March 1, 1957 (22nd Parliament, 5th Session)


Hugh Alexander MacKenzie


Mr. MacKenzie:

I do not know whether I had better join in with the other hon. members in promoting this mutual admiration society for the postal service throughout Canada.
It seems to me, Mr. Chairman, strange that practically all who have spoken so far have been telling in no uncertain way of the great public service which the Post Office Department is giving to the citizens of this country. I only wish to join in that tribute. As some hon. members have already pointed out, in the the majority of cases the Department of Public Works provides the premises which the post office occupies. I think that is true of all post offices where revenue exceeds $3,000 a year. I think it is generally conceded that if you can demonstrate to the Department of Public Works the need of better postal accommodation and the Post Office Department approves you can be sure that your request for better postal accommodation will receive every consideration. I think that is very commendable indeed in government departments.
A few years ago the Post Office Act was amended so that rural mail carriers' contracts could be reviewed and adjustments in pay recommended and given without calling for public tenders. When that change was first brought up in the house there was a great deal of concern, particularly among opposition members, that this might develop into political patronage and there would be political abuses in that regard. I think it is pretty well agreed that has not taken place.
Rural mail carriers' contracts are four year contracts and costs of operation have changed so drastically from time to time that if carriers had four year contracts that could not be reviewed the result would be that toward the end of the four years they would be operating at a great loss. The department has made adjustments from time to time that have proven most satisfactory.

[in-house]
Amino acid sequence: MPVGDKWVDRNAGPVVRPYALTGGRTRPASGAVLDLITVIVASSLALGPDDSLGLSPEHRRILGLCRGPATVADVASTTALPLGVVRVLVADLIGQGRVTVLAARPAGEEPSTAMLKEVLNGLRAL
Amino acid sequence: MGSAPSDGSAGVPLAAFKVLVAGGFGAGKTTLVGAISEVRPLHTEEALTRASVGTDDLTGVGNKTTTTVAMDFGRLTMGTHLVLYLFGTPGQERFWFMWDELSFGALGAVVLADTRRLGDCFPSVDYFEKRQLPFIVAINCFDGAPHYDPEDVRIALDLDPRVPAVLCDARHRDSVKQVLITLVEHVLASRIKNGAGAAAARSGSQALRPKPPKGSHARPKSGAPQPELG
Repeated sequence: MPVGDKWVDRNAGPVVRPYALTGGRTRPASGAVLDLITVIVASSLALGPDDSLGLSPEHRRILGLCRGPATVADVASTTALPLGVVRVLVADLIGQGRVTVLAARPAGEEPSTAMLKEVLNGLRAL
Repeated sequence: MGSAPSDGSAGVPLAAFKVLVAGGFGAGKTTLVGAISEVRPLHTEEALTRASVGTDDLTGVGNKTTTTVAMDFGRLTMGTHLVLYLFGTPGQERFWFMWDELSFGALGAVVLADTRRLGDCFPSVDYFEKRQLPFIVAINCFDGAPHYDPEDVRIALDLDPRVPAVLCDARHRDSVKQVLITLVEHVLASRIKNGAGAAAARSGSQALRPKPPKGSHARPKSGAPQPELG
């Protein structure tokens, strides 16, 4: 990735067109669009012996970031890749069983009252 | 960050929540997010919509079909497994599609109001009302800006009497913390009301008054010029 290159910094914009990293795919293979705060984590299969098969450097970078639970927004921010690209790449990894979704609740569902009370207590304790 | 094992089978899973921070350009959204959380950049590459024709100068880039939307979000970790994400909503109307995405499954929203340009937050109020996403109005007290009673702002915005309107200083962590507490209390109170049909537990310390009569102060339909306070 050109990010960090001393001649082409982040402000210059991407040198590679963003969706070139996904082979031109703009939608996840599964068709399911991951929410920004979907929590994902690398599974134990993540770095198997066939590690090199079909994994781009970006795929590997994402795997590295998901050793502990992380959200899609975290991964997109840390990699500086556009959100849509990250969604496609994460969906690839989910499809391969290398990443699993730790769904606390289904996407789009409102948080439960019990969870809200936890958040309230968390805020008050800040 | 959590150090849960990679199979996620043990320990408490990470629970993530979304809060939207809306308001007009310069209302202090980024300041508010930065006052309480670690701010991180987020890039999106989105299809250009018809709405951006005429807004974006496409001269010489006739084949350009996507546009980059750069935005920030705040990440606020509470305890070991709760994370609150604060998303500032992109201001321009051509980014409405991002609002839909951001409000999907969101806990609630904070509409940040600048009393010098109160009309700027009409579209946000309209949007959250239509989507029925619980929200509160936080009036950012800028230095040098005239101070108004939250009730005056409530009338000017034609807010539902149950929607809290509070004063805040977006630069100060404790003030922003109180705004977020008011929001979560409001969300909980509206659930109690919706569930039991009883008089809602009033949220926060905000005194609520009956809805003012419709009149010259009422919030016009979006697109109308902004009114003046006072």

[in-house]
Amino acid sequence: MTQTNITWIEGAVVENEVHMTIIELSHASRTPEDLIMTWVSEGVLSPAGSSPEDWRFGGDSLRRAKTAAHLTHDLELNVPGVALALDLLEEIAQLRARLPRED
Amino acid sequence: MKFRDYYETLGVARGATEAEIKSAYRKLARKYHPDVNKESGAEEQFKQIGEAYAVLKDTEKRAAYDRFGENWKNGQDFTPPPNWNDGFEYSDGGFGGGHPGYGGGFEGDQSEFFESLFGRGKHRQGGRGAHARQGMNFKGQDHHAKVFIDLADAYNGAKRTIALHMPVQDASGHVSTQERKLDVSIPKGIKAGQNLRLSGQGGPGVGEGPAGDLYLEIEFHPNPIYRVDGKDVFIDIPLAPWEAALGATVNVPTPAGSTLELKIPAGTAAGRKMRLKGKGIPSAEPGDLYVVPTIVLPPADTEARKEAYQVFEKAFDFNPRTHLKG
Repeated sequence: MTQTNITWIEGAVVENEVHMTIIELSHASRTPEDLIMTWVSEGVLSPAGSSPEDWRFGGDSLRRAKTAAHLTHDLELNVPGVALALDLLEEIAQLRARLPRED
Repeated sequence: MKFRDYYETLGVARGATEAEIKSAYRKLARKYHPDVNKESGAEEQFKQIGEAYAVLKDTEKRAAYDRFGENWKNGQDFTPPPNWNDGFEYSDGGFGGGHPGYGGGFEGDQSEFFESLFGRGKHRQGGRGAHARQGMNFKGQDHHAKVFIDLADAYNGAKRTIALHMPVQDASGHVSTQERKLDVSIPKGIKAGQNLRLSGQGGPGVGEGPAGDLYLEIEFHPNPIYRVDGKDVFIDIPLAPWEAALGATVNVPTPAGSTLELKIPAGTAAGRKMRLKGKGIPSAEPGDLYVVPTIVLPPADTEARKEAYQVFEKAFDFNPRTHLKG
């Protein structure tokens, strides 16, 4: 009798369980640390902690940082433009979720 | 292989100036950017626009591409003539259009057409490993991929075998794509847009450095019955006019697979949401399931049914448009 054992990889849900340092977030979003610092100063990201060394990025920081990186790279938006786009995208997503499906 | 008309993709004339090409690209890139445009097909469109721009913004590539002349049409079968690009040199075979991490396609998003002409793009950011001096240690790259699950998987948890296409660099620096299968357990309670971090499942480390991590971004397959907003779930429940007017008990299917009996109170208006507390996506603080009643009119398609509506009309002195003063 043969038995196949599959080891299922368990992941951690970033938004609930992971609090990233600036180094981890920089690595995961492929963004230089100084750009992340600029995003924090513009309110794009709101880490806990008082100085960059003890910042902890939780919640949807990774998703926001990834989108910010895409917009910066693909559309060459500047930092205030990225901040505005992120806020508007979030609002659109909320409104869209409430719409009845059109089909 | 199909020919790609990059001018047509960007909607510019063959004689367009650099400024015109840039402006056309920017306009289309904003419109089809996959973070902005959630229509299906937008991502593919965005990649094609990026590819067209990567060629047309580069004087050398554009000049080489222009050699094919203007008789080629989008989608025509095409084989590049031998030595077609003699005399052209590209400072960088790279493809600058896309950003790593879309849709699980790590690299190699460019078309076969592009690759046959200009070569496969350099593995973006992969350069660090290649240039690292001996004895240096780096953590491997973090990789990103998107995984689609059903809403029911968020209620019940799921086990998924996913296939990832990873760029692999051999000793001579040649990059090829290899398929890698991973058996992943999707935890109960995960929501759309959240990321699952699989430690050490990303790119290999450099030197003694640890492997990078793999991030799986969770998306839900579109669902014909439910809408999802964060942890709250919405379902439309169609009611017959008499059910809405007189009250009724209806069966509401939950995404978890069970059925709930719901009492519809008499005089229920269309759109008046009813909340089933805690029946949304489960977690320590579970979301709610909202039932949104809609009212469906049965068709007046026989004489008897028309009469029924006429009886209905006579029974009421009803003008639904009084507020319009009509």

There has been considerable discussion this afternoon about the commemorative stamps produced by the Post Office Department, and there is something I wish to bring to the attention of the minister and his officials. I have done so previously through correspondence. Almost one hundred years ago oil was first discovered on the North American continent in the county of Lambton near a small town called Oil Springs almost in the centre of Lambton county. I think this fact has been pretty well accepted by research people in the United States and Canada.

The Canadian Oil Company has purchased the property where oil was first discovered and is planning to erect a museum there in commemoration of the discovery. I suggest to the Post Office Department that no better way could be found to bring this historic event to the attention of Canadians than to produce a commemorative stamp in honour of the first discovery of oil 100 years ago. I believe a centennial celebration is to be held there next year, and I again urge the Post Office Department to give every consideration to the production of a commemorative stamp for next year.

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